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Royer Lab Student Rotations

Design and synthesis of inhibitors to the cancer target CtBP

The co-transcriptional factor C-terminal Binding Protein (CtBP) has been shown to be up- regulated in a broad range of cancers where it promotes growth and metastasis and inhibits apoptosis. The Royer lab is using structure-based design approaches to develop inhibitors to CtBP that would be useful both as research tools to investigate the role of CtBP in cancer and potentially as lead compounds for antineoplastic therapeutics. Our strongest inhibitor to date was designed to bind in the active site identified in our crystal structures of CtBP (see below). We are using this compound as a scaffold onto which to add additional moieties that may both enhance affinity and biological response. In this project, we use computational modeling software with our CtBP crystal structures to design inhibitors and then synthesize the compounds working with our collaborating medicinal chemist Dr. Akbar Ali. Such compounds will then be tested for binding affinity and, if they bind tightly, used in protein crystallography to delineate precise details of their binding. Favorable compounds identified in this way will then be used by our collaborators to investigate their cellular effects. A laboratory rotation on this project will provide the student with experience in structural biology, computational modeling and/or organic synthesis.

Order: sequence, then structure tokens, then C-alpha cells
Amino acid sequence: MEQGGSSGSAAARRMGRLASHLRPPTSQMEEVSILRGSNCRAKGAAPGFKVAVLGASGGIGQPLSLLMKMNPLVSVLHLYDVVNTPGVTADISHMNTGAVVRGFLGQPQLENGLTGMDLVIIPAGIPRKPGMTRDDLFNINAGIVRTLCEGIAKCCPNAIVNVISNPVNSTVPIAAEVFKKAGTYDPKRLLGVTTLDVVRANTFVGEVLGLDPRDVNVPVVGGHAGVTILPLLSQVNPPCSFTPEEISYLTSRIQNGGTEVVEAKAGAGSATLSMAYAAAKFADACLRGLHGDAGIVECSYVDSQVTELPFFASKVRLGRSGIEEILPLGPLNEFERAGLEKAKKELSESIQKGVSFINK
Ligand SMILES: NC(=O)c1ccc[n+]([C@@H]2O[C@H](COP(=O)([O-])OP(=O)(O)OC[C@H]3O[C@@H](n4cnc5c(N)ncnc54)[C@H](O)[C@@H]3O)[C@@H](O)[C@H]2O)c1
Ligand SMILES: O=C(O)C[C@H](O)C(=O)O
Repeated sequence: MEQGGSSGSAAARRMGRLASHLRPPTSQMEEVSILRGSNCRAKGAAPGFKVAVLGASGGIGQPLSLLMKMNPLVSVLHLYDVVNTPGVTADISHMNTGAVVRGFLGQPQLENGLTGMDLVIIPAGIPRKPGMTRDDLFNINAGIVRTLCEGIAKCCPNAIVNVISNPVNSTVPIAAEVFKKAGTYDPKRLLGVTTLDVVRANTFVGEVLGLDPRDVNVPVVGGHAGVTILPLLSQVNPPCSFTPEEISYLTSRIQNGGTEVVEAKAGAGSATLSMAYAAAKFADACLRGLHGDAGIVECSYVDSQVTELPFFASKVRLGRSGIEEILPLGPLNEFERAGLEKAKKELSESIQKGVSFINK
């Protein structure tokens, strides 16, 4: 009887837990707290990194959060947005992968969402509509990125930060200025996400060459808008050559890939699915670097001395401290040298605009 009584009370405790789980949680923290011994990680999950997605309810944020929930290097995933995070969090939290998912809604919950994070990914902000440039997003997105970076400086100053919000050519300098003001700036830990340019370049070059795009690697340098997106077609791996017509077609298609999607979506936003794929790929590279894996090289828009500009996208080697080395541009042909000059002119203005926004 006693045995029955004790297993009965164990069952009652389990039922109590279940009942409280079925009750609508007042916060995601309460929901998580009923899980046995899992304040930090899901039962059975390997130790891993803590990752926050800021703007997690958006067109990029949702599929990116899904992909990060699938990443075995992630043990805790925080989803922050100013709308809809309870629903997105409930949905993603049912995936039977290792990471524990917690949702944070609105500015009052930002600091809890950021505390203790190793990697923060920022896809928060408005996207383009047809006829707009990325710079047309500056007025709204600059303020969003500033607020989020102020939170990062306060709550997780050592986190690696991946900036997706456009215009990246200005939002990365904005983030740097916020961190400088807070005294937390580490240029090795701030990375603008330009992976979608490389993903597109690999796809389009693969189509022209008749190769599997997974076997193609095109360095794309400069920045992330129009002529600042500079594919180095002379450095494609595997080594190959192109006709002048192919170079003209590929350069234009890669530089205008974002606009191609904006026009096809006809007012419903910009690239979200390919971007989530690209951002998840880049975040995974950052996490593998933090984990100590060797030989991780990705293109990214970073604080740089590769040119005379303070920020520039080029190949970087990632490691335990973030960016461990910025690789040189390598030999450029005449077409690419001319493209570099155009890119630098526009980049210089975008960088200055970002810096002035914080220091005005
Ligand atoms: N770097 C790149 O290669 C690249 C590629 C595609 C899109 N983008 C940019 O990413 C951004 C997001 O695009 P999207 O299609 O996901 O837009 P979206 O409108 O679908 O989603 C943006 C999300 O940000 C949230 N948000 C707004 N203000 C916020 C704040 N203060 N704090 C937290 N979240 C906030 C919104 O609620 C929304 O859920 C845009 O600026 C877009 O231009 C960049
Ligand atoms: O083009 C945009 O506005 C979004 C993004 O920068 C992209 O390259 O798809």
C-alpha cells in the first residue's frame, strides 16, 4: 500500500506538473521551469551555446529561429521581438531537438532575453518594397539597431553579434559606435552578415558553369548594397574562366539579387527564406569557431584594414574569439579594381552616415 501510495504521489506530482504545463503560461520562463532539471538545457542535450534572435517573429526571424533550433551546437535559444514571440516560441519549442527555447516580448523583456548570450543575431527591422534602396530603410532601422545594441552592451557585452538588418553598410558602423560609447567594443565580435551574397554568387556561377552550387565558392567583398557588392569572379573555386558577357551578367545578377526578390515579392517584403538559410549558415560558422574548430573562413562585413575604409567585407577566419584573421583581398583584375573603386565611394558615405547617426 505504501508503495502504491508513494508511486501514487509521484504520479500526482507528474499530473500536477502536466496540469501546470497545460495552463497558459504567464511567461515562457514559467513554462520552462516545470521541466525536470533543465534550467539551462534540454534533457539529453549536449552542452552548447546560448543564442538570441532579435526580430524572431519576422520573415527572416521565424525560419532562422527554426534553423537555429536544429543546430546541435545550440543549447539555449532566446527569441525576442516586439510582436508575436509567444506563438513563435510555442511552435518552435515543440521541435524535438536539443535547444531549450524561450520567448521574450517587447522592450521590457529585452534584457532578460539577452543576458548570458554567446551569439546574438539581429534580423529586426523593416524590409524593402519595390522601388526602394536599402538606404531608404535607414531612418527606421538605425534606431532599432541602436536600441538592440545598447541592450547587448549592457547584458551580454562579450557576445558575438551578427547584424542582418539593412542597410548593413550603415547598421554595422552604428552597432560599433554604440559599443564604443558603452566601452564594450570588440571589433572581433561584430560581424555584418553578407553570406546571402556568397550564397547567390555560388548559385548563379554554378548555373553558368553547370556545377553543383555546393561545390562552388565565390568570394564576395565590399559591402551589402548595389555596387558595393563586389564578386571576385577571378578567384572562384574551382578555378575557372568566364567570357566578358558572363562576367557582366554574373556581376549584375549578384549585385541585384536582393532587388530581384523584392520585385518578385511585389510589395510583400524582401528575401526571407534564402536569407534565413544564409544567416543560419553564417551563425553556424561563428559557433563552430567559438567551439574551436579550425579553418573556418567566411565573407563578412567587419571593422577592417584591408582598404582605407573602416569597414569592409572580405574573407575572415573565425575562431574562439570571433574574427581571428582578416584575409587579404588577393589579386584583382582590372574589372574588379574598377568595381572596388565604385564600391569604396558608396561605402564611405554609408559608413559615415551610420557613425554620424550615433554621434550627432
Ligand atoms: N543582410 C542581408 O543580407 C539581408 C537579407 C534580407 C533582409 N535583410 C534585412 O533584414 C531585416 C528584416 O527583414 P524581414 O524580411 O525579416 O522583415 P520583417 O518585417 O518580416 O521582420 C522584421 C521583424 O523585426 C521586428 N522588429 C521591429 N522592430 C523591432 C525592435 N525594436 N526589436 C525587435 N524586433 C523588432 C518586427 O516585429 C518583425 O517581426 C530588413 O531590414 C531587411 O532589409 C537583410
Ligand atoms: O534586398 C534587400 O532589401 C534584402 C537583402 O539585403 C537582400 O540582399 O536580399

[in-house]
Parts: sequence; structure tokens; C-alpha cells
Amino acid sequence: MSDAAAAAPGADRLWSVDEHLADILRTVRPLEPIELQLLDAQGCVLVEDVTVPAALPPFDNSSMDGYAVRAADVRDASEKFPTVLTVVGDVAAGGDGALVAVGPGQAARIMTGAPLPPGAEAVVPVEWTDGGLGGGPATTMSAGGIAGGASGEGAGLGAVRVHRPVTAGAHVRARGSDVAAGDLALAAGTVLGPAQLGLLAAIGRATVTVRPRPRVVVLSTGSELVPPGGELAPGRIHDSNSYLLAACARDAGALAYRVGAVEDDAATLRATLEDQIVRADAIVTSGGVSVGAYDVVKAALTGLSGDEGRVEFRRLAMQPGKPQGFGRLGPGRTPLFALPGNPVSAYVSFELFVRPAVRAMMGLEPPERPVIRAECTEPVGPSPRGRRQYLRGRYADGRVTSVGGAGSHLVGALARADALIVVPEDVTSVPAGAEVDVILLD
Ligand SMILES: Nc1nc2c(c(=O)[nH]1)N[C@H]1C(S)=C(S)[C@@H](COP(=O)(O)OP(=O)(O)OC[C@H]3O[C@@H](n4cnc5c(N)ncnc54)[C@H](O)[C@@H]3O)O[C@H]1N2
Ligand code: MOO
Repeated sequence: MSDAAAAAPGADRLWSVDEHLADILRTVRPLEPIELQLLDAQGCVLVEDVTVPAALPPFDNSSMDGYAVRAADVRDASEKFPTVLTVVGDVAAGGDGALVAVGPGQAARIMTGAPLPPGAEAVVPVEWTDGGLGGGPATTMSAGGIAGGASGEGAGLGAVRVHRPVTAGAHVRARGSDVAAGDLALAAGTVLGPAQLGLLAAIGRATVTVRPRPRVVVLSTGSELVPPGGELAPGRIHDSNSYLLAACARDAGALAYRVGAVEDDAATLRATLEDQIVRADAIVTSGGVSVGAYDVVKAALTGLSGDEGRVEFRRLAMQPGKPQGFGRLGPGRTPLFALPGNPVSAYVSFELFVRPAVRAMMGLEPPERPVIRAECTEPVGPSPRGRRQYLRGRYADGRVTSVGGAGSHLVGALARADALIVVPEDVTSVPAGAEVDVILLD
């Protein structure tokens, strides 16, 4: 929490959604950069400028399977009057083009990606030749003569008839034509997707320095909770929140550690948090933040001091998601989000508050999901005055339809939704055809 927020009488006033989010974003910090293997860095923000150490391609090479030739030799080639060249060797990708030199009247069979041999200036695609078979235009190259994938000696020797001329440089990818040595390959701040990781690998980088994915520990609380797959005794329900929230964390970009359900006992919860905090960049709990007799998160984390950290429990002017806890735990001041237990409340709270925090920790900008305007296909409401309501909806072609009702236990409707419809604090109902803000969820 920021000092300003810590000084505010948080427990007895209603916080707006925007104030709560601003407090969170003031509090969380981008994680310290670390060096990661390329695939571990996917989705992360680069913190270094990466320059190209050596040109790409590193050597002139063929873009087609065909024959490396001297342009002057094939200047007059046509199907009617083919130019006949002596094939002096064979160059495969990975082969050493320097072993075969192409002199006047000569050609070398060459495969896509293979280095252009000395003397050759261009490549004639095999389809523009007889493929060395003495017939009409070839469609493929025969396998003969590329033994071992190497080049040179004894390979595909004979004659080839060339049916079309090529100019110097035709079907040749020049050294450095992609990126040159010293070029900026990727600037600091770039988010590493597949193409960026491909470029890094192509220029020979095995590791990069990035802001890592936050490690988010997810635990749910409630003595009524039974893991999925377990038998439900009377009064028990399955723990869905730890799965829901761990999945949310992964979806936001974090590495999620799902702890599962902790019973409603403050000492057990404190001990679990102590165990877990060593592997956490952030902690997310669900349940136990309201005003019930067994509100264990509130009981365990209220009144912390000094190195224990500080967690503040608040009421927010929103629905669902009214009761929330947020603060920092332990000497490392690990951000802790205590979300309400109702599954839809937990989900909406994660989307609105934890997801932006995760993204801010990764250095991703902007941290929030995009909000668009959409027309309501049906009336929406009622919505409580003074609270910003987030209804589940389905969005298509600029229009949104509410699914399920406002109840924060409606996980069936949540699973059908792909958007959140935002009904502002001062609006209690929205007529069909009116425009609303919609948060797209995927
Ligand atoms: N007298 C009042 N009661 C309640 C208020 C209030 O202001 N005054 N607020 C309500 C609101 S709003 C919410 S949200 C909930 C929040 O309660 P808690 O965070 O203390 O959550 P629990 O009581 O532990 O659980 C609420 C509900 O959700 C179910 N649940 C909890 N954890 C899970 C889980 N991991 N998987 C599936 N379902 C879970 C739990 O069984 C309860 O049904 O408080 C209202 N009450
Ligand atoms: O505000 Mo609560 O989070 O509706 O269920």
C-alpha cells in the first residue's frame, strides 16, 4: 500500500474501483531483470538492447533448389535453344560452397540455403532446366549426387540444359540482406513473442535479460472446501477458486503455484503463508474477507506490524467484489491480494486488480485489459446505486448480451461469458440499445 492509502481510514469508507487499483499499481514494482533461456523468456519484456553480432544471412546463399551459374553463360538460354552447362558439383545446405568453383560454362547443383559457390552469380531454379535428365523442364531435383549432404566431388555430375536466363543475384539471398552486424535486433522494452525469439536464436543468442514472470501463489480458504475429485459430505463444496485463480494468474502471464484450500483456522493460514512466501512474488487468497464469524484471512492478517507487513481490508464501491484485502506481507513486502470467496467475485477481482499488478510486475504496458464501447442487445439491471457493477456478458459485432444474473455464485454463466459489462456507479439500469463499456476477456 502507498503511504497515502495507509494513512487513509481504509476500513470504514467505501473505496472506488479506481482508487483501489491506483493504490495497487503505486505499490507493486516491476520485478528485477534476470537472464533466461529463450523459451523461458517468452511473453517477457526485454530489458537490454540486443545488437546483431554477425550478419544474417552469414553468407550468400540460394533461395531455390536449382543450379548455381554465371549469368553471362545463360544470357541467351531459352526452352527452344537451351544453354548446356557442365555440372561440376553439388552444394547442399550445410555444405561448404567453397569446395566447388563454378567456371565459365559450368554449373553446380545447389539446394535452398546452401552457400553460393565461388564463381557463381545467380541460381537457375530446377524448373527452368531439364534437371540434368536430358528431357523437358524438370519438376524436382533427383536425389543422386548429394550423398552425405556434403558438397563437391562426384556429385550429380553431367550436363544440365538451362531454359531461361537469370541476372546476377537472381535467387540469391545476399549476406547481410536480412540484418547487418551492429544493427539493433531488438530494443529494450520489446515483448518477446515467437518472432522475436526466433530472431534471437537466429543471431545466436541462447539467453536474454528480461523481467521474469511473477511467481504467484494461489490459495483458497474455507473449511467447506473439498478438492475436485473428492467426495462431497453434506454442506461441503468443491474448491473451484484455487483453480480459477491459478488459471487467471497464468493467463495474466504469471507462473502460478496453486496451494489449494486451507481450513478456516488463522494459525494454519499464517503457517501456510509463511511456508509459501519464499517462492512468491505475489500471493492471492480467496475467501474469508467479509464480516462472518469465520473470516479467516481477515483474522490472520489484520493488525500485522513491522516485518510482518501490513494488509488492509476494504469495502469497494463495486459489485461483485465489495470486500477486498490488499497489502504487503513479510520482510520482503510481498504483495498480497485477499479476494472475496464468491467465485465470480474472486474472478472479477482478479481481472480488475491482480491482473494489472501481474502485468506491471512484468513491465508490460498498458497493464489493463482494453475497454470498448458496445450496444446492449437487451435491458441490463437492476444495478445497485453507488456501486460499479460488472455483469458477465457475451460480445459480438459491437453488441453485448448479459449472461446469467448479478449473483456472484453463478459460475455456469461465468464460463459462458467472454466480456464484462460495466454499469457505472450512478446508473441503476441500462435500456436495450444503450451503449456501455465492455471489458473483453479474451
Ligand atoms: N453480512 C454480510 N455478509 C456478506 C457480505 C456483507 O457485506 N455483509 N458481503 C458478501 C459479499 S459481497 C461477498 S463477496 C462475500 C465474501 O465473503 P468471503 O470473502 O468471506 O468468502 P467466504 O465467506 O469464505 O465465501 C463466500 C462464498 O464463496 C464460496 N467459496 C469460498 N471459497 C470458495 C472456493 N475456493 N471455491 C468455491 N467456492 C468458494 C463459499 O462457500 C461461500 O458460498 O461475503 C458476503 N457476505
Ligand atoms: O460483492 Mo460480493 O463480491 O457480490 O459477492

Binding of HIPP (cyan) in the active site of CtBP1 as revealed by the co-crystal structure (Hilbert et al. ACS Chem. Biol. 2015 10, 1118- 1127). This compound was designed based on our previous crystal structures and binds with a dissociation constant of 370nM, the highest affinity CtBP inhibitor discovered to date. The structure shown suggests that adding moieties to HIPP could provide additional favorable interactions for binding. page1image15736